More than a fifth of European Union (EU) motorists would not use their cars any less, even if dramatic improvements were made to local public transport systems, a European Commission-funded opinion poll has revealed.
Conducted by pollsters Gallup among 25,767 people across the EU, the survey revealed that 22% of those favouring cars over other transport means would remain loyal to their vehicles, come what may. Gallup called this “a remarkable proportion” of those polled.
And it is east Europeans who are generally more impervious to the calls of the public transport systems that they were often forced to use in Communist times.
Hungarian drivers were the least likely to drive less, with 44% saying they would stick to cars, whatever the alternatives.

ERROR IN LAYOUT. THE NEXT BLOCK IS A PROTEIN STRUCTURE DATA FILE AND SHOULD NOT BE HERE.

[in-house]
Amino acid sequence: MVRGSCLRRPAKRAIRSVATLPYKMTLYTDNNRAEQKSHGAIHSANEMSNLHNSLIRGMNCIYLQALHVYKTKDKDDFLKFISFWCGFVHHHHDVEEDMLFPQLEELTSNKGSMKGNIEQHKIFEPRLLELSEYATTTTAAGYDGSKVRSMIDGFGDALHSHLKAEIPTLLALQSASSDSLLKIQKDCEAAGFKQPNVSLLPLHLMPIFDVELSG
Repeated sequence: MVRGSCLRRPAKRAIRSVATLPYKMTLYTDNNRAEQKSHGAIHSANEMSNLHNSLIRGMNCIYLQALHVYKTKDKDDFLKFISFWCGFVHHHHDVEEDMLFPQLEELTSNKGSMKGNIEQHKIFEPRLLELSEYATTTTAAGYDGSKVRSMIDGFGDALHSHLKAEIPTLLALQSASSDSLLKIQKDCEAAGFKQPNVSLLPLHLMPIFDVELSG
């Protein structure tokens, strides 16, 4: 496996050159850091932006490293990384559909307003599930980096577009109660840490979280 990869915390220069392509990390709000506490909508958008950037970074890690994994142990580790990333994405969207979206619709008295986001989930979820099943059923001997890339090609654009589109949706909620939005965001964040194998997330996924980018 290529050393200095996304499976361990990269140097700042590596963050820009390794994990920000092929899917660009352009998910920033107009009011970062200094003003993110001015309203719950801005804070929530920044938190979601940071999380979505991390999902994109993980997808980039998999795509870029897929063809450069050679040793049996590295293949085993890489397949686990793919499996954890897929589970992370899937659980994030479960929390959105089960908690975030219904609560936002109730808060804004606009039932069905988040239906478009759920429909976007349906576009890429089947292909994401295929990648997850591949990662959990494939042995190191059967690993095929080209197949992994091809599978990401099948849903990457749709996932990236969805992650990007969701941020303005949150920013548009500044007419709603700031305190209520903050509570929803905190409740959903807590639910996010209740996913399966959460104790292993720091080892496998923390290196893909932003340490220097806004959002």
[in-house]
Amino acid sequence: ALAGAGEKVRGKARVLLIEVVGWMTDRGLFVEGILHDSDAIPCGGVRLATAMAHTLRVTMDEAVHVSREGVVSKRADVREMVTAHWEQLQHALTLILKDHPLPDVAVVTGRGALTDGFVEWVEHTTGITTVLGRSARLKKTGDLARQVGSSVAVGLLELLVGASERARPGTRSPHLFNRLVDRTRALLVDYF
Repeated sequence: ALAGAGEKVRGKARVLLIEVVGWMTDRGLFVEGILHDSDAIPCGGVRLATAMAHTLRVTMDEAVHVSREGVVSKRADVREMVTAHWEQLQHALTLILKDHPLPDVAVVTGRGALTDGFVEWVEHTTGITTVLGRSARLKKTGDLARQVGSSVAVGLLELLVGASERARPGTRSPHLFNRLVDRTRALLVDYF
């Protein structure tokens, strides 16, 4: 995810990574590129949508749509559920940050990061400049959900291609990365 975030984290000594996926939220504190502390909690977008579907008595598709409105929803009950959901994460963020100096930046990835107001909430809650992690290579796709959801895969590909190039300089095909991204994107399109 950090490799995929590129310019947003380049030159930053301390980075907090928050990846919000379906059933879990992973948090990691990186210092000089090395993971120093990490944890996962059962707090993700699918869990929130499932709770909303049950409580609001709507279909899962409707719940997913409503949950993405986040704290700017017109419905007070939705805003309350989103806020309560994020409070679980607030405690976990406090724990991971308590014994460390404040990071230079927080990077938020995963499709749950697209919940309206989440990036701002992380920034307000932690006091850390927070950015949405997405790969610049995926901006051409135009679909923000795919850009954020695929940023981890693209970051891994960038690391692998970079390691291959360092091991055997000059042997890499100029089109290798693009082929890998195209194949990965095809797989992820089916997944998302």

This was followed by 42% of Estonians, 41% of Bulgarians, 40% of Latvians, 38% of Lithuanians, 33% of Romanians and 31% of Poles.
By contrast, hotter Mediterranean country drivers were keener to abandon their vehicles, with only 9% of (Greek) Cypriots saying they would stick with their cars, whatever the alternative, followed by 10% of Spanish motorists, 12% of Slovenians (an ex-communist anomaly here), 13% of Portuguese, 14% of Greeks, and 14% of Maltese drivers.
British drivers are around the European average in this regard – at 19%. The two most popular reasons for being prepared to drive less were better public transport schedules (regularity and operating hours) at 29% and better connections to regular destinations (28%).
Gallup also confirmed that private motor transport is the most widespread means of making journeys in the EU (53% of those polled drove rather than cycled, walked or took public transport).
Countries with the most households without a car are Romania with 54%, Latvia 48% and Bulgaria 42%.